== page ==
Students explore sustainability efforts by Disney, Orlando businesses

The Alternative Break group visited the Harvest Power Plant at Walt Disney World where food scraps are transformed into electric energy and marketable crop fertilizer by-product.

The Alternative Break group visited the Harvest Power Plant at Walt Disney World where food scraps are transformed into electric energy and marketable crop fertilizer by-product.

In early November 2013, eight FIU students visited the Clean the World Foundation, UCF and Walt Disney World, where they received rare, behind-the-scenes tours of sustainable business practices by some of Florida’s leading companies. The Alternative Break trip marked one of 37 that departed from FIU in 2013, a growing community service program now celebrating its 20th anniversary.

“The Orlando trip was unique in that it was the first partnership with Hospitality and qualified for internship hours for our students,” said Sabrena O’Keefe, assistant director for the Center for Leadership and Service. “While our students are always excited to travel to new places, it’s the service component that is typically most impactful.”

John Buschman, adjunct instructor, Chaplin School of Hospitality & Tourism Management and sustainability coordinator, Food Network South Beach Wine & Food Festival, served as a staff participant and helped design the trip.

“At the Clean World Foundation, we sorted through 30,000 bars of soap which were later sanitized, ground up and formed into 27,000 new bars ready for distribution to those in need,” said Buschman. “We also sorted through 68,000 bottles of shampoo, conditioner and skin lotion which are similarly recycled.  These recovered products had been donated to Clean the World by hotels and resorts throughout Florida and other eastern states through an ongoing soap recovery and recycling program that the hospitality industry is invited to participate in.”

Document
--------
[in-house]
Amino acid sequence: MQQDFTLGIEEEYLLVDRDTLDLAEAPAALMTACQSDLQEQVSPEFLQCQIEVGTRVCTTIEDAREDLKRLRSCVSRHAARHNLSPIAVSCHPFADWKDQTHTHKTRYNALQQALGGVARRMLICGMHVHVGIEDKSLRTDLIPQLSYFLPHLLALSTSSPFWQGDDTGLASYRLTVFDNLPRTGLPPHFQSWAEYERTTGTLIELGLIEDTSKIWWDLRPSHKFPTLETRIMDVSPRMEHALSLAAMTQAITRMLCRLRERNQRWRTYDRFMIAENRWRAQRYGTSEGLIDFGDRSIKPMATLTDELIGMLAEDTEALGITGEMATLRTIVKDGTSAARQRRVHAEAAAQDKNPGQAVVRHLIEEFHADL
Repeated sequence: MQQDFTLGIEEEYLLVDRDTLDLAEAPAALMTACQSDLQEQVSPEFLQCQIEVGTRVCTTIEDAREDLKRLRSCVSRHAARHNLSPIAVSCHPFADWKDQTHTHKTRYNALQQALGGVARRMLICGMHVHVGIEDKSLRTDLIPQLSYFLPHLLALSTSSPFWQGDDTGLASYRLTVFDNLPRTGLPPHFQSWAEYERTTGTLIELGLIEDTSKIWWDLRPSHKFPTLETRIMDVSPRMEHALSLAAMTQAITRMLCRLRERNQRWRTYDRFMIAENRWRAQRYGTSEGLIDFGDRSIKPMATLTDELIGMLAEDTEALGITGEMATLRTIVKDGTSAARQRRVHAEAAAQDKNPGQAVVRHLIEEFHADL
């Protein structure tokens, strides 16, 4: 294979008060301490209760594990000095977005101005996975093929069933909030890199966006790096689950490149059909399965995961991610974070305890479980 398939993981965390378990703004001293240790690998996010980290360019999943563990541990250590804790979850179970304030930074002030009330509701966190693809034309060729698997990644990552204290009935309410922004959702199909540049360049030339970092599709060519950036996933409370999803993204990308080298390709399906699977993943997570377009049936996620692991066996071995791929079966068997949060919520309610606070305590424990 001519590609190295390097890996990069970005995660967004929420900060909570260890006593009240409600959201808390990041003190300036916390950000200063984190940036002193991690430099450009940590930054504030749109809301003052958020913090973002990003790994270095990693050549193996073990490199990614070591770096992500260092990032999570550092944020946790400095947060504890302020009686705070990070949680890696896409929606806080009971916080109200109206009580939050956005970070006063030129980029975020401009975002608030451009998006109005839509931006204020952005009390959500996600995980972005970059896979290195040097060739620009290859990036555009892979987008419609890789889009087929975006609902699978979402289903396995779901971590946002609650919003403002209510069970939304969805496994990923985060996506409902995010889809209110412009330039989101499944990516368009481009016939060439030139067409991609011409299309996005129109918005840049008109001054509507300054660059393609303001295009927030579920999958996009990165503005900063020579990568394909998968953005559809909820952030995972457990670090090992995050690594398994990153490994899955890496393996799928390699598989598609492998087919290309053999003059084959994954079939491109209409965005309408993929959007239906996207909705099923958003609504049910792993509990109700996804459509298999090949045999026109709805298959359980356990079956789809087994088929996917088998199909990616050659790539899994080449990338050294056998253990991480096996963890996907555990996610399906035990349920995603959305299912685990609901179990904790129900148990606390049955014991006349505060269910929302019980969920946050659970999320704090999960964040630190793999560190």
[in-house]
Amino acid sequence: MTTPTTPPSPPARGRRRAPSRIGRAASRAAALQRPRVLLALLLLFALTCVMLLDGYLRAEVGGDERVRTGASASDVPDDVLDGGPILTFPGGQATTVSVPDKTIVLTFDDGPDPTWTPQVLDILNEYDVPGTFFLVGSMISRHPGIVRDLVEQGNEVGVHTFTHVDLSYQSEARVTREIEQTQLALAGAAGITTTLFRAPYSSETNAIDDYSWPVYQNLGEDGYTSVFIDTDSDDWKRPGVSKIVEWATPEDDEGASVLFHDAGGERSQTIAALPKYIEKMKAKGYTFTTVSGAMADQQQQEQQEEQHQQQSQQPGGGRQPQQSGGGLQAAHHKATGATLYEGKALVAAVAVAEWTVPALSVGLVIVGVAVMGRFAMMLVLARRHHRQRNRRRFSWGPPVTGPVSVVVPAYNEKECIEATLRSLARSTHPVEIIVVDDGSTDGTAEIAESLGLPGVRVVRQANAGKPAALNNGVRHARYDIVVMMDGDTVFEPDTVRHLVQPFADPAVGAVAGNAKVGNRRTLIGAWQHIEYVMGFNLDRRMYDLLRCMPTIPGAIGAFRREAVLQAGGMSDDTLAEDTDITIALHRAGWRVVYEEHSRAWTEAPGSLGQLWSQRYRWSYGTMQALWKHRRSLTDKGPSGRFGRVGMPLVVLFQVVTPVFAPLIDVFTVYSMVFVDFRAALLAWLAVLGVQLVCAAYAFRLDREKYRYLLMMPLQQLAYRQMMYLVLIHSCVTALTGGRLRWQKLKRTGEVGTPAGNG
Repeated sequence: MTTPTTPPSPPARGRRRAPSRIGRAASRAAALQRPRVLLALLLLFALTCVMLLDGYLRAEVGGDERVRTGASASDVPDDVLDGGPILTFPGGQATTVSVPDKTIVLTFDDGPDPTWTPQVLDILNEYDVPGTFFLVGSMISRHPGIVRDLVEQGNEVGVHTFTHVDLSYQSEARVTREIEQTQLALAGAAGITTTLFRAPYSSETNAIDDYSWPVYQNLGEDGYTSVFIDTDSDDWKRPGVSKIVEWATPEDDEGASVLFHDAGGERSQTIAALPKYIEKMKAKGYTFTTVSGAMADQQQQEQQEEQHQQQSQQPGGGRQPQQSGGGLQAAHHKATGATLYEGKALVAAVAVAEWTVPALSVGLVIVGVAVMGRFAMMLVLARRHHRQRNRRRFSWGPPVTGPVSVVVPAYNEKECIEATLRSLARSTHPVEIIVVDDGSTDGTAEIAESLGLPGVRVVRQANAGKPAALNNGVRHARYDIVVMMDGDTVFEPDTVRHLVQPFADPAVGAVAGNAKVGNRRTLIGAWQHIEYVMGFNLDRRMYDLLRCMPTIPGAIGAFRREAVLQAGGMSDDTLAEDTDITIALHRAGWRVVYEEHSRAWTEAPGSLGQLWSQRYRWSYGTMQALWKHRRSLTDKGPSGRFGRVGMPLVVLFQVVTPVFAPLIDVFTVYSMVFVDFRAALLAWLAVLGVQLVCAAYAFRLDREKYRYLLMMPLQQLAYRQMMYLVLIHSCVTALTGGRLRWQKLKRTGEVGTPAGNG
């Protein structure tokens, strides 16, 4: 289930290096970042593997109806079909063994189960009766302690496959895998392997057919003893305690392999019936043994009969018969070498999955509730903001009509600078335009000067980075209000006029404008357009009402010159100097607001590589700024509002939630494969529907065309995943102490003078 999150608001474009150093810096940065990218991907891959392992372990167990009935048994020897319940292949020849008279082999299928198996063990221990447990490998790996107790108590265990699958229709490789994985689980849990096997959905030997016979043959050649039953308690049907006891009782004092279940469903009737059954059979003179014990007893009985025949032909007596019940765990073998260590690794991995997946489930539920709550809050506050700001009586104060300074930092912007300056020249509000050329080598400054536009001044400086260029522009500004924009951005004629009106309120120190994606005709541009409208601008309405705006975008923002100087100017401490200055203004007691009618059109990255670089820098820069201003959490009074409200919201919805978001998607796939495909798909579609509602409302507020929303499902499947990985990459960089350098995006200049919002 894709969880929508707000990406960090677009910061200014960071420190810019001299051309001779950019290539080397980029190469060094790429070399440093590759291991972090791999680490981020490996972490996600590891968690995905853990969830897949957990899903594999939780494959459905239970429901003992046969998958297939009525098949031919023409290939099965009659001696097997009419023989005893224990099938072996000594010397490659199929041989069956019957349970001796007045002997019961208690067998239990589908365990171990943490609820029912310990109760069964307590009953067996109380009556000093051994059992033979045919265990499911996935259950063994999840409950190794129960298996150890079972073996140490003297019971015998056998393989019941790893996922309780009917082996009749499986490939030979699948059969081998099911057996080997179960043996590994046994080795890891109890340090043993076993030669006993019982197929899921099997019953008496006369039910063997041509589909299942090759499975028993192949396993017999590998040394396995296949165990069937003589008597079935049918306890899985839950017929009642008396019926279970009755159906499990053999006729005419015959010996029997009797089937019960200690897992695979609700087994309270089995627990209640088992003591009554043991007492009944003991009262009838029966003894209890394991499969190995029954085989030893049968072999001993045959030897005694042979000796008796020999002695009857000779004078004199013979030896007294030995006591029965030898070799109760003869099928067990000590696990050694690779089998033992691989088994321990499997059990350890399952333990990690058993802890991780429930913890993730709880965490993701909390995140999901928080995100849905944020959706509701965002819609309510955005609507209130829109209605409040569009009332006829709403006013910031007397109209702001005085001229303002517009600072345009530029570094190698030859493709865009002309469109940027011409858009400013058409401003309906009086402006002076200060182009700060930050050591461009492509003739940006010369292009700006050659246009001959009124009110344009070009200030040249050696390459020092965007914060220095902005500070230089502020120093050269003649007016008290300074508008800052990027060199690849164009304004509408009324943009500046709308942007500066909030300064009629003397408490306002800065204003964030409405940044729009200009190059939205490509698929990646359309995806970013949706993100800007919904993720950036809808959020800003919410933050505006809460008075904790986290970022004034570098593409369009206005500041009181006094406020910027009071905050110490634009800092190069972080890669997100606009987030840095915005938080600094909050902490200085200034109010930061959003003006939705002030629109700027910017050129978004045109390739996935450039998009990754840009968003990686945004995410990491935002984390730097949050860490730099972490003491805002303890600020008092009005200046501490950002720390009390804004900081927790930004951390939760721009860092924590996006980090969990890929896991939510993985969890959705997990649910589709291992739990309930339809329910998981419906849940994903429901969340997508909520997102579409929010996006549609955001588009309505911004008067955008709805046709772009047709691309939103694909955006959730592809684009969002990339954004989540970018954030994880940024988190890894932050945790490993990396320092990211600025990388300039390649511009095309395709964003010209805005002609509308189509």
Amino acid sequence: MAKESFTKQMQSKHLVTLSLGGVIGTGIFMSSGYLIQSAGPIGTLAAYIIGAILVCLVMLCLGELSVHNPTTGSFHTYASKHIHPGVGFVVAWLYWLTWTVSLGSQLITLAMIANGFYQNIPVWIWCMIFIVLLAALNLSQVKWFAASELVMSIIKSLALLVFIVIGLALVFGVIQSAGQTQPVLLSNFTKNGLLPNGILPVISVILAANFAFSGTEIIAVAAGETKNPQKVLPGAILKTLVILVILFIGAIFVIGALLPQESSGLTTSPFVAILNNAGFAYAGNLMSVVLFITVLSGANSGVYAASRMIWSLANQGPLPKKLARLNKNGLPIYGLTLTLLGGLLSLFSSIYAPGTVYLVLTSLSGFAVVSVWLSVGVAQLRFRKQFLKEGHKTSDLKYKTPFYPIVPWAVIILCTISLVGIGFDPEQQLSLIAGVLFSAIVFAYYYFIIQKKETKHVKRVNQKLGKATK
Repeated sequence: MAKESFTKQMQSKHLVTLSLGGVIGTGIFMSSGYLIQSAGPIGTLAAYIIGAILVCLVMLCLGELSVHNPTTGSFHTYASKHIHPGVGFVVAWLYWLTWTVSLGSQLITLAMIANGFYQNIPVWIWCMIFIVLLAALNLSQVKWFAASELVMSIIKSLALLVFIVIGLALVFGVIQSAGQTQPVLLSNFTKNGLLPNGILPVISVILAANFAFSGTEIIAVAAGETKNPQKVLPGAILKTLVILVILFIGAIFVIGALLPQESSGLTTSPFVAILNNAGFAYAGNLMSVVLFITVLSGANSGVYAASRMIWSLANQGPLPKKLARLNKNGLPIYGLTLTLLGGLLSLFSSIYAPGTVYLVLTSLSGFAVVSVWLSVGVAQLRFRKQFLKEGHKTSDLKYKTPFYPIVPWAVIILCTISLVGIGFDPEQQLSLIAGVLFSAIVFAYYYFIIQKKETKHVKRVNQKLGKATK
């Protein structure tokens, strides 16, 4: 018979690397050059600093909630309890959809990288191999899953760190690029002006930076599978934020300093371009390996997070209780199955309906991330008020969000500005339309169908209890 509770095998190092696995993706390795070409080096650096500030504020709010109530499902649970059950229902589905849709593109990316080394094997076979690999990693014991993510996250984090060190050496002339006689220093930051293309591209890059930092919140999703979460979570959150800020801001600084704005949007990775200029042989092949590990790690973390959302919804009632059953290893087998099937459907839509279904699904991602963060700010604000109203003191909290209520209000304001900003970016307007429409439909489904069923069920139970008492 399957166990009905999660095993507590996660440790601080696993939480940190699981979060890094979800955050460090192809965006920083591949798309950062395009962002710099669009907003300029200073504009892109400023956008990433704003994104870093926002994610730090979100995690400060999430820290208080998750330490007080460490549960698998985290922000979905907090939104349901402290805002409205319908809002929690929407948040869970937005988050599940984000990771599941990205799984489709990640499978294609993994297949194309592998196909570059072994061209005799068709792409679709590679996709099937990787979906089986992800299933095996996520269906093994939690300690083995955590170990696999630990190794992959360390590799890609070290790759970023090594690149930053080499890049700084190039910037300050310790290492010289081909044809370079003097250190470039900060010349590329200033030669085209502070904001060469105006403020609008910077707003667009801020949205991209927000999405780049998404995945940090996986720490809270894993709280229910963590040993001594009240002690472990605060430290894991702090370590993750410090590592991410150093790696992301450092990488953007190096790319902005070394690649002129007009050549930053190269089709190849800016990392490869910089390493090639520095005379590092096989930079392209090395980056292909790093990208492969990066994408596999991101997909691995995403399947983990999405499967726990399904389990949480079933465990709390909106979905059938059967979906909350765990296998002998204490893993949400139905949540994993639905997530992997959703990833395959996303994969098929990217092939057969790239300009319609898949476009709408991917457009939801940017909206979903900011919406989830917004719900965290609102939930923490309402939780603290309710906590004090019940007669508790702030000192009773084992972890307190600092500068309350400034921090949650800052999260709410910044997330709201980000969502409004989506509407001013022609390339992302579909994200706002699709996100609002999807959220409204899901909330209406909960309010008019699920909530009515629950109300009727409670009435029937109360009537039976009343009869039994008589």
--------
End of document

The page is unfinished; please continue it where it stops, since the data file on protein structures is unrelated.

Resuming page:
Buschman decided it wasn’t enough for the group to stop there and requested 600 soaps, shampoo, conditioner and lotion to bring back to Miami and distribute to South Florida outreach centers for the homeless. They were granted the request by the Foundation and carried out the project in conjunction with Miami Rescue Mission and Camillus House. He would later learn that the packages his group worked on in Orlando were shipped to the Philippines to help thousands who were affected by the typhoon.

While in Orlando, the group also worked with several non-profits and social organizations. At Second Harvest Food Bank of Central Florida, thought to be one of the most advanced food banks in the country, students prepared 126,000 pounds of food into 5,000 boxes for families. They also served 185 meals to downtown Orlando’s homeless population and sorted 5,000 pounds of farmer-donated potatoes into 150 20-pound bags for distribution to area soup kitchens and food pantries.

“While our role was relatively small at just one of the many collection points throughout Central Florida, it was nonetheless thrilling to be part of such a massive effort to get food to those in need for the holiday season,” said Buschman.


The highlight of the trip for many of the students was an exclusive tour of the not-yet-opened Harvest Power Plant at Walt Disney World.

“This unique facility has just been built using the very latest technologies to transform recovered food scraps from kitchens throughout the Mouse’s kingdom into electric energy while producing a marketable crop fertilizer by-product,” Buschman explained. “Very few industry professionals have seen, much less heard, about this amazing new facility and I’m proud to say that FIU students were among the very first to be allowed inside to take a look.”

Buschman says the trip was very rewarding.

“The icing on the cake was to get to know and travel with a motivated group of young men and women who were eager to learn and truly happy to contribute their time and talents to community need,” he said. “I’ve planned and operated trips to hundreds of destinations across five continents yet this trip stands among the most memorable I’ve done!”

To celebrate its 20th anniversary, Alternative Break will make a record 40 trips to several North, South and Central American locations for the 2014-2015 academic year. To participate in Alternative Break, students can click here to apply by the August 31 deadline. Staff participants must apply by September 30.

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